Glenbrook Practice introduces and new skills programme aimed at students struggling with social anxiety. Alongside our other two DBT skills based programmes for adolescents and tweens we felt the need to also address social anxiety in the academic arena.
It is common for teenagers to be self-conscious and to care about what others think of them. Adolescence is a time of constant flux, with increasing academic demands, shifts in friendships, and changing physical appearance, all of which present new challenges and insecurities. A focus on peer relationships and worries about fitting in or gaining approval from others are central to this developmental period. Therefore, some nervousness in social situations during this time is typical and expected. However, some teenagers have more significant fears of social and performance situations that cause them to avoid these situations or endure them with great distress. This social anxiety is greater than the well-known social angst of the teenage years because it interferes with quality of life and healthy development.
Understanding how social anxiety differs from typical teenage nervousness and recognizing when students require intervention is crucial for fostering academic and social success in teenagers within the school environment and beyond.
Social anxiety disorder is characterized by excessive fear of social and performance situations due to concern about being rejected or humiliated in front of others (American Psychiatric Association, 2013). In essence, social anxiety is an intense fear of negative evaluation or disapproval from others. Students with social anxiety commonly fear situations such as speaking with new or unfamiliar people, answering questions in class, giving verbal presentations, initiating conversations, attending parties or school activities, speaking to teachers or other authority figures, performing in musical and athletic activities, and extending social invitations to others (Mesa, Nieves, & Beidel, 2011; Hofmann et al., 1999). These situations are either endured with intense distress or avoided (e.g., remaining silent rather than initiating conversations with teammates or sharing thoughts in class). Often the avoidance occurs across a wide range of mainstream activities, causing pervasive limitations in social and academic functioning (Wittchen, Stein, & Kessler, 1999).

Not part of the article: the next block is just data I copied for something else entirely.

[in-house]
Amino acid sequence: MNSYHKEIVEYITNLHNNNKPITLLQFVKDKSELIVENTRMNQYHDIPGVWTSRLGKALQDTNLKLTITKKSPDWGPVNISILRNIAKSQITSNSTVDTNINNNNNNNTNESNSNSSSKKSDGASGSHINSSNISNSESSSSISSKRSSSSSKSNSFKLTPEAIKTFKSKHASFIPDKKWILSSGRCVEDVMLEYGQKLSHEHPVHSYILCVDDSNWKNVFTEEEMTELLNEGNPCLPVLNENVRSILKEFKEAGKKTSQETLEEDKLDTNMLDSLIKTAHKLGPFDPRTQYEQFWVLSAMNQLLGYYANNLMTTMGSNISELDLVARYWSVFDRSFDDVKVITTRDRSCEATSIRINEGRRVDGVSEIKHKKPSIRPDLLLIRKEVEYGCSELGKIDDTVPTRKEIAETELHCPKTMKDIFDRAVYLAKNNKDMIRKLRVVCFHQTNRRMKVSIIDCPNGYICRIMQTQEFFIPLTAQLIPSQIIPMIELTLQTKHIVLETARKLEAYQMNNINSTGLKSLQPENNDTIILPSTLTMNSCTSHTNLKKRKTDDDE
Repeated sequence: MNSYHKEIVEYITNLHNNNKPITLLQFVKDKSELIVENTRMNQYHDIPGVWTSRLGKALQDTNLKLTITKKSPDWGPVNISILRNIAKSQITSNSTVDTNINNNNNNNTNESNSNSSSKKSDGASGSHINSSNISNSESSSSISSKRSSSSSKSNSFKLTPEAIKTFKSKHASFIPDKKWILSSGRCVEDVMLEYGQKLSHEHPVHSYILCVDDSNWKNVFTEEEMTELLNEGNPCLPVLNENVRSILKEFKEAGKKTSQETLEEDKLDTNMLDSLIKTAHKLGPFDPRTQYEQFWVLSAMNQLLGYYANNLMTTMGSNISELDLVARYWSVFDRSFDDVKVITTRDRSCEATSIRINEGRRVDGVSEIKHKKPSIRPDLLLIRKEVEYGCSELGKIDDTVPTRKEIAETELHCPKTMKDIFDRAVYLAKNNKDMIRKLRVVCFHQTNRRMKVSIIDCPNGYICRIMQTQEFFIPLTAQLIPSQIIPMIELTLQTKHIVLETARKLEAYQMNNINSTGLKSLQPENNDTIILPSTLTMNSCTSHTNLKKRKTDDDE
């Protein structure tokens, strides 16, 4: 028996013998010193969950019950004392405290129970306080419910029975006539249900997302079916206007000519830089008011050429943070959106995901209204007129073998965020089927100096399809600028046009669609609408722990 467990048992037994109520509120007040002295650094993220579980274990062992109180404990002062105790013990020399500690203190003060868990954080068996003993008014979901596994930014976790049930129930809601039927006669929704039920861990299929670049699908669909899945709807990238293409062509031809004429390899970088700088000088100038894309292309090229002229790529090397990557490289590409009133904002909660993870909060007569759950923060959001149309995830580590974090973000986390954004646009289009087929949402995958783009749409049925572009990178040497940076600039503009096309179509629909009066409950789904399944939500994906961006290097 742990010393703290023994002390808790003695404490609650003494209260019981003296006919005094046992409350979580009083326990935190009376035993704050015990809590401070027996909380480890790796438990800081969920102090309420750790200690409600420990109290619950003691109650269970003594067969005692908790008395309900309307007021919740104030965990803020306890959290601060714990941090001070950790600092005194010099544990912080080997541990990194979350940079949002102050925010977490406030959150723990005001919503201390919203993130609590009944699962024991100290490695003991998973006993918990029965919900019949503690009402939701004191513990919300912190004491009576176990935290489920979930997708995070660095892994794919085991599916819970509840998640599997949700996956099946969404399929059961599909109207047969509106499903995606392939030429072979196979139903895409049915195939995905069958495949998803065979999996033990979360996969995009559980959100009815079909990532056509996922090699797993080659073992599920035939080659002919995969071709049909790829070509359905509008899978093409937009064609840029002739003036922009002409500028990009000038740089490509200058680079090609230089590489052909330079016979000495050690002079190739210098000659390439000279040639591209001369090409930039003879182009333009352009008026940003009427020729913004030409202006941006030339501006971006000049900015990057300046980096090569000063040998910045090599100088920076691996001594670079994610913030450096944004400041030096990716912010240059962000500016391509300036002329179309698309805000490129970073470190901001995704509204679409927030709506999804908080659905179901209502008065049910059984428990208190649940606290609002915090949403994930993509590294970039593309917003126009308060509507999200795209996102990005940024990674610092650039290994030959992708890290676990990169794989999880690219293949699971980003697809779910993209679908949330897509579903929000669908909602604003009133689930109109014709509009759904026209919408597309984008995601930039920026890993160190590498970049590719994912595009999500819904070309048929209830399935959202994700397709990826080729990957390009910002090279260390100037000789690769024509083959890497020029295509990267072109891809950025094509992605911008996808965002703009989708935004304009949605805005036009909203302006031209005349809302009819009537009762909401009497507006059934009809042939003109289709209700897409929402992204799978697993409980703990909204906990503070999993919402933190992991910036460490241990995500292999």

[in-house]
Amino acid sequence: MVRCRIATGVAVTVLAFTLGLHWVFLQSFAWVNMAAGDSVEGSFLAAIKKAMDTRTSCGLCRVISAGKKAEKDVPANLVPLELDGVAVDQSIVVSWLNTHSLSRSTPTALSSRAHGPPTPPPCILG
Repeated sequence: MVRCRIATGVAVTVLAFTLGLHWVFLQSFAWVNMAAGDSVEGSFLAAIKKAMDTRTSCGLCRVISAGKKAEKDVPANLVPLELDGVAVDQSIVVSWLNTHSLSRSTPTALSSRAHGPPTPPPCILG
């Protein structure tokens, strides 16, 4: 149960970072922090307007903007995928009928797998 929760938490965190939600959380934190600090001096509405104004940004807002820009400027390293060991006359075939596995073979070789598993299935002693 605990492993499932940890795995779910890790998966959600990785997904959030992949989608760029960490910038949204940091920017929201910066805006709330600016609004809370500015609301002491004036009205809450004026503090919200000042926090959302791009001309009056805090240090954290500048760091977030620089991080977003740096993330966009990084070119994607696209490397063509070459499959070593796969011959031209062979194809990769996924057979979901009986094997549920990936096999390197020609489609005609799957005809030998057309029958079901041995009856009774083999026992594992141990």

Social anxiety is conceptualized as involving three systems (Lang, 1968): cognitive, physical, and behavioural. The cognitive or mental component is wrought with worry about poor social performance or negative evaluation both in anticipation of and during social situations. Physical reactions to social events include tachycardia, blushing, shaking, and sweating. Finally, avoidance is the defining feature of the behavioural system.